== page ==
NEW YORK (AP) – Less than a day after Google Inc. slashed the expected asking price for its initial public offering on Tuesday, two other Internet companies followed suit and a third postponed its IPO indefinitely.

But the last-minute maneuvers by Inc., WebSideStory Inc. and Lindows Inc. weren’t so much a reaction to Google as to an IPO market that began sputtering in June.

The slowdown came as the stock market was being buffeted by worries that rising interest rates and fuel prices might impede the economic recovery – concerns that also weigh heavily on the small, young companies that typically go public.

Thirteen of the 20 companies that have abandoned their IPO plans in 2004 have done so since the start of July, according to data compiled by, a unit of Renaissance Capital Corp. Another 13 companies have put on hold their IPOs in the past month alone, compared with a total of 17 so far in 2004.

The bearish grip on the IPO market for new stock may not loosen unless economic and political signals star blinking more favorably. These include the price of oil, now within striking distance of $50 a barrel, the Iraqi war, and worries that a Democratic victory for the White House might lead to tax increases.

The recent stumbles are still shy of the number of stock offerings withdrawn in 2002 and 2003, so this may yet shape up as a strong year if jitters ease. In fact, 2004 has already surpassed the past two years by several yardsticks.

There have been 231 IPOs announced this year and Google was the 123rd company to actually go public. That’s roughly twice as many as the market saw on either count in both 2002 and 2003, according to IPOhome.

And in terms of the dollar amounts raised by IPOs, Google brings this year’s tally to about $25.5 billion. That’s still far short of the record $97 billion raised during the boom in 2000 and 2001’s $41 billion, but it already tops the $24 billion raised in 2002 and $15 billion in 2003.

The IPO recovery actually extends back into the second half of 2003, so a pause is not unreasonable to see. Though only 68 companies succeeded in going public last year, all but six of those IPOs came in the final six months.

What happens next is an open question.

“You look to reasons why the overall markets are down and I think those reasons translate to IPOs,” said Kathy Smith, research analyst for Renaissance Capital. “This is not a Google thing. We believe IPOs are very much about growth, and if the economy is not growing, people don’t want to own these stocks. They’re not established businesses.”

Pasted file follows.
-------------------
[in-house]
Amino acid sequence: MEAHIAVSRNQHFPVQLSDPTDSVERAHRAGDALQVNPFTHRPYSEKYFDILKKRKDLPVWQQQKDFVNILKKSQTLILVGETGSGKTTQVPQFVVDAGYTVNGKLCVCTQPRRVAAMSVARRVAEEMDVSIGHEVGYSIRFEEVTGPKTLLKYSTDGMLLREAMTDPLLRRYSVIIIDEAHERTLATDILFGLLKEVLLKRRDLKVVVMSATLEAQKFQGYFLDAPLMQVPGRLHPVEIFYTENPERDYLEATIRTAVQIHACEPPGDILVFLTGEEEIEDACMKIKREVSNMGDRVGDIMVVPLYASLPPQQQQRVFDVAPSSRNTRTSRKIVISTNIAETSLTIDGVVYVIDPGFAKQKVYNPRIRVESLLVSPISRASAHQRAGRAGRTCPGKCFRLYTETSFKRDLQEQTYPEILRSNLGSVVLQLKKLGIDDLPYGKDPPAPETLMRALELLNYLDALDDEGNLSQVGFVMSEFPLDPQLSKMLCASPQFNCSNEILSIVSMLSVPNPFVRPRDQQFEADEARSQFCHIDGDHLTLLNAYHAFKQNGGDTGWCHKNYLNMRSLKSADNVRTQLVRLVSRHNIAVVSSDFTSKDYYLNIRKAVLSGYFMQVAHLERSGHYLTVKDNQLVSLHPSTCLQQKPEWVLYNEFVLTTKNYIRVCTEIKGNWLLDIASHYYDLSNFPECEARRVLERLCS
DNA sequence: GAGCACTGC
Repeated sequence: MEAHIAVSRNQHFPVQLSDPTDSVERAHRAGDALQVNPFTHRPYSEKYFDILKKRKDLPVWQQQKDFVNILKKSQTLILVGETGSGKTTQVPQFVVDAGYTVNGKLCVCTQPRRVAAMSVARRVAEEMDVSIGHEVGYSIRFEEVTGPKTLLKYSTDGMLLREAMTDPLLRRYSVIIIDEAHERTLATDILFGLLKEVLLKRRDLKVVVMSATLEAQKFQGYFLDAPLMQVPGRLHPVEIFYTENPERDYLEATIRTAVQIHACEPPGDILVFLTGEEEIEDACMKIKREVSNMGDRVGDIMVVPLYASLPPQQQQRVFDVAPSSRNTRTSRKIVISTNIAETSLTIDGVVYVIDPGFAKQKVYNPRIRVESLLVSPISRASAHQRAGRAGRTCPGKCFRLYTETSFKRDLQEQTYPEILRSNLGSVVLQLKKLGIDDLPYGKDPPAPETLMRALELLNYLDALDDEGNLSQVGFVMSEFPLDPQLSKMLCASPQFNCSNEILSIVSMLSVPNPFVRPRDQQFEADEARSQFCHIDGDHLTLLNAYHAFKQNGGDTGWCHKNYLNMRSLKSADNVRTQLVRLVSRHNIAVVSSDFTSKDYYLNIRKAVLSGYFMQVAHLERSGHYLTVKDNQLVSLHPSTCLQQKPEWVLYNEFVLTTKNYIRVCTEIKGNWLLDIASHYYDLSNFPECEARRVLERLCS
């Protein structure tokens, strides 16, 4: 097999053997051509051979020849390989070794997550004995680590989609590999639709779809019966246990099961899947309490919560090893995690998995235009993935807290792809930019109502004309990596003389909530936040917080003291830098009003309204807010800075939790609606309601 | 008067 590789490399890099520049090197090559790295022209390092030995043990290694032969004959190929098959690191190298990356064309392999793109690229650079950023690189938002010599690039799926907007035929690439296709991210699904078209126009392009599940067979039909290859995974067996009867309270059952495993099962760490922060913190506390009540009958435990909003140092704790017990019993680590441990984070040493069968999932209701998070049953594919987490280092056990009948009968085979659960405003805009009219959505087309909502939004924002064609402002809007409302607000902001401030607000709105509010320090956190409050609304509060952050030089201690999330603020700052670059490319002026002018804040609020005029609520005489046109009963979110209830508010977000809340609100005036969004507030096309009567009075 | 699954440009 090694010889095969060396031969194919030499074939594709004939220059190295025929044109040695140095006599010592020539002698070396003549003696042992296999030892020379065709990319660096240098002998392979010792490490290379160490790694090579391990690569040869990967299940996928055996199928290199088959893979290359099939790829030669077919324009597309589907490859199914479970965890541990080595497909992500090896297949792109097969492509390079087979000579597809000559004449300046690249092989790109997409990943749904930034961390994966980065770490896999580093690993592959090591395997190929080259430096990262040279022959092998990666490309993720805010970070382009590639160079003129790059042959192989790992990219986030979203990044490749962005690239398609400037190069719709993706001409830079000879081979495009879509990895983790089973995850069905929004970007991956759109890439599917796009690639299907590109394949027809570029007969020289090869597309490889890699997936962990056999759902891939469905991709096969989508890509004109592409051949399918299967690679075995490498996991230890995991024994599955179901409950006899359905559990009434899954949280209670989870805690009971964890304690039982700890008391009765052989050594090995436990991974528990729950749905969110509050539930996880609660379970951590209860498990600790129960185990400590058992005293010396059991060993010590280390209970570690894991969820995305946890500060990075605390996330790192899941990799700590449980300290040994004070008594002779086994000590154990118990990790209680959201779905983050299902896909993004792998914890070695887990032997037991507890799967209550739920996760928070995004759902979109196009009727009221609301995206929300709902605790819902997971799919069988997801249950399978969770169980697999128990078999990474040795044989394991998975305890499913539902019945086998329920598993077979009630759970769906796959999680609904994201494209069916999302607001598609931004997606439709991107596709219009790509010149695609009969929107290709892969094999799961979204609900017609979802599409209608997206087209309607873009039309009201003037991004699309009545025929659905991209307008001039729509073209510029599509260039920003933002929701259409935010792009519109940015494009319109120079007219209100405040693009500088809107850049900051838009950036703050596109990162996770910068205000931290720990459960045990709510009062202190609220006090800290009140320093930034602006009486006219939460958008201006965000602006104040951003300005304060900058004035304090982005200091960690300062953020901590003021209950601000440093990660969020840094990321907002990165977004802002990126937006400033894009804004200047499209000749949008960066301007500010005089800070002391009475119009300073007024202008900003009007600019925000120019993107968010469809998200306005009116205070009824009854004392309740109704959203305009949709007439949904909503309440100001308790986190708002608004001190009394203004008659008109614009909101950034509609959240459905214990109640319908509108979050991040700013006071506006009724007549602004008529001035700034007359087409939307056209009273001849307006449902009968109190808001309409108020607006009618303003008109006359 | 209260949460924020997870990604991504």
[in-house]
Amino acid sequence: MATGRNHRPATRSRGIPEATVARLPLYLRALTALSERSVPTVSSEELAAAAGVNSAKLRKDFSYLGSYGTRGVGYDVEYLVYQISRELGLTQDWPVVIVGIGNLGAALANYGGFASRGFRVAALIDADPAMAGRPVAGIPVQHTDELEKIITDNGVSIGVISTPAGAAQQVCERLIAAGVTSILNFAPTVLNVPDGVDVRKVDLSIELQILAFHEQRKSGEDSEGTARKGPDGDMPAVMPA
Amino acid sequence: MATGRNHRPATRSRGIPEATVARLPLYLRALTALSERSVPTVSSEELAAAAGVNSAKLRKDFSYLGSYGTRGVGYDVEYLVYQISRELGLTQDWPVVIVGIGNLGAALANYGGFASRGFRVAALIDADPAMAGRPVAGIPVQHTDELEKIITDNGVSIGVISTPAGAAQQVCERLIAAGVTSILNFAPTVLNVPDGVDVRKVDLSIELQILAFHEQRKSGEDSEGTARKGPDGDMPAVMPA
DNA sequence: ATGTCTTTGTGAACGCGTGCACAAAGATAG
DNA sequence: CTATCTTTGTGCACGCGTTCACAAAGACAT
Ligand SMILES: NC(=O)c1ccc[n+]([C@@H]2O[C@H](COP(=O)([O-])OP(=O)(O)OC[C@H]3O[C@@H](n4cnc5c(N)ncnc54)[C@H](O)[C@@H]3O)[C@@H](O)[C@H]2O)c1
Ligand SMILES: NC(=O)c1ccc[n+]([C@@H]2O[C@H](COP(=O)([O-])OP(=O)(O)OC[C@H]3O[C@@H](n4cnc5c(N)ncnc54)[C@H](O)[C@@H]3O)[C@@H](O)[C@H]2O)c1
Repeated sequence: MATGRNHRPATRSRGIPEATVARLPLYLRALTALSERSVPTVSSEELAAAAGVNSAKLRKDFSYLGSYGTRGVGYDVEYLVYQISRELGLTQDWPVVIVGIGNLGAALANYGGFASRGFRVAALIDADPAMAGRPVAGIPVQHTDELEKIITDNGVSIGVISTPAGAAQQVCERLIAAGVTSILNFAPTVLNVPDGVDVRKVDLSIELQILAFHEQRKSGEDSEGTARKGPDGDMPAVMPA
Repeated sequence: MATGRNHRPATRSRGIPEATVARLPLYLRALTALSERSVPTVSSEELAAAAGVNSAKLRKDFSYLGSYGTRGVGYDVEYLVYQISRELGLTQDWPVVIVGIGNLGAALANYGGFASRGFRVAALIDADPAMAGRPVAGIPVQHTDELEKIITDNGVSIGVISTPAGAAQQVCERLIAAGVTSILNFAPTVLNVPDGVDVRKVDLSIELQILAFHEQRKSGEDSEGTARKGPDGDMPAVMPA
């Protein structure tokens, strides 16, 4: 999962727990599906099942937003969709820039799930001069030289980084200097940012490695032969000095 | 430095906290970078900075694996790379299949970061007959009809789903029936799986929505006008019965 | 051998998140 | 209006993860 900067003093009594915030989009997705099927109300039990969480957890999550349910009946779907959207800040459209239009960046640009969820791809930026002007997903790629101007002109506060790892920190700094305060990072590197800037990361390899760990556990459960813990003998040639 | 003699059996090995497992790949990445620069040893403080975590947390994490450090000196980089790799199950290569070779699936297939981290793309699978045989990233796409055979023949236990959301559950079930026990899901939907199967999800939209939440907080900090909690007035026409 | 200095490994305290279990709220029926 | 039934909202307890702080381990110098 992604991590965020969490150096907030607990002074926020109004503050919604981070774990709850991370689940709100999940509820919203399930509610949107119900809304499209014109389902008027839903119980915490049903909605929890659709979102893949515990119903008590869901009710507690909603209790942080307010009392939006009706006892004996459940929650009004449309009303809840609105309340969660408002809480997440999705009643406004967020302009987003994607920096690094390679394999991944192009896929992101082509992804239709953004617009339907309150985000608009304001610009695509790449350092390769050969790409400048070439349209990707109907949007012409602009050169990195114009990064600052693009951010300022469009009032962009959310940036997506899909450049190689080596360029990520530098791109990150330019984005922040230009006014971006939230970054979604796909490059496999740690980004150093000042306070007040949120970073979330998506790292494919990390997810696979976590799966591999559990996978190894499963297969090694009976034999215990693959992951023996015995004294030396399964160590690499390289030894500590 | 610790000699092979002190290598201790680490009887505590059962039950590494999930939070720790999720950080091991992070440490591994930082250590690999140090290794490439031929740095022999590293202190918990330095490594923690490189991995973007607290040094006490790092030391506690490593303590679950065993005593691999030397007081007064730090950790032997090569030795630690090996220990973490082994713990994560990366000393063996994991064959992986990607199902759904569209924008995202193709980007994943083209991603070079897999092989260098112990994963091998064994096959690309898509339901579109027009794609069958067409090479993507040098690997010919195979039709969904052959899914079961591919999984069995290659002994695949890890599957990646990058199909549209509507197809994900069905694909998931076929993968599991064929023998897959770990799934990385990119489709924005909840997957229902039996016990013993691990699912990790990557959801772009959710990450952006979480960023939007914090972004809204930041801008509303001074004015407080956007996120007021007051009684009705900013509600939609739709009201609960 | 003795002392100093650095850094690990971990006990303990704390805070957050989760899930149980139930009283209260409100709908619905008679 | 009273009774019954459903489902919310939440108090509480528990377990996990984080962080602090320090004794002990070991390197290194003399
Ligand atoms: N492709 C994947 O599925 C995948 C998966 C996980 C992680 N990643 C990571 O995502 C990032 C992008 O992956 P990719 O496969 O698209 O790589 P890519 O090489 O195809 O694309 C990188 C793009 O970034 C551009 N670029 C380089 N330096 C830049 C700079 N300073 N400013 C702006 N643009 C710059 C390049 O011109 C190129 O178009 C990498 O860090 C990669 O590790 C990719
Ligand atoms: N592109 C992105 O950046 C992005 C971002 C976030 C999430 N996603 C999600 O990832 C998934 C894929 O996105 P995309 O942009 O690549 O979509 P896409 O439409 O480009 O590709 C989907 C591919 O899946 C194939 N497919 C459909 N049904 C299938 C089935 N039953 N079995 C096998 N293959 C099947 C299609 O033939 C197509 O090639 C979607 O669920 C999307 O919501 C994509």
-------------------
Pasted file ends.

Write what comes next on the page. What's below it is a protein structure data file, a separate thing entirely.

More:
By contrast, experts stress a variety of factors in distinguishing Google’s stumble into the public markets from this summer’s slowdown in IPO activity.

These include the unorthodox, confusing auction method that Google employed to sell its shares, as well as the simple fact that few IPOs involve a business of Google’s size and maturity. And then there was the huge sum of money Google tried to raise, an attempt to value itself more generously than other established Internet leaders such as eBay Inc. and Yahoo Inc.

Compared with the tens of millions typically sought in an IPO, Google figured on selling as much as $3.6 billion worth of stock, an amount that was more than halved by the time the IPO was priced on Wednesday. The stock surged 18 percent on its first day of trading Thursday – but only after the asking price was slashed to $85 from an original range of $108 to $135 a share, and the number of shares being sold was cut to 19.6 million from 25.7 million.

“No IPO is completely unrelated from the rest of the market. … However, if any IPO would contain its own idiosyncratic component, as they all do, Google is certainly a company by itself very different from other companies,” said Matthew Rhodes-Kropf, a professor of finance at Columbia Business School.

“The average company going public is not so profitable or massively cash-flow positive. Companies typically go public early in their life cycles in an attempt to go forward with some strategy. They say, “We could take over the world, but we need X dollars.’ Google’s IPO is not going to reflect on that kind of market.”

Still, it was hard not to notice when, a deep discount online electronics retailer, and WebSideStory, which tracks and analyzes Web site activity, sharply lowered their IPO prices less than a day after Google cut its, and Lindows, a Linux software maker, put its offering on hold.

“I think those companies would have priced lower with or without Google,” said Paul Bard, another analyst at IPOhome.

AP-ES-08-20-04 1646EDT

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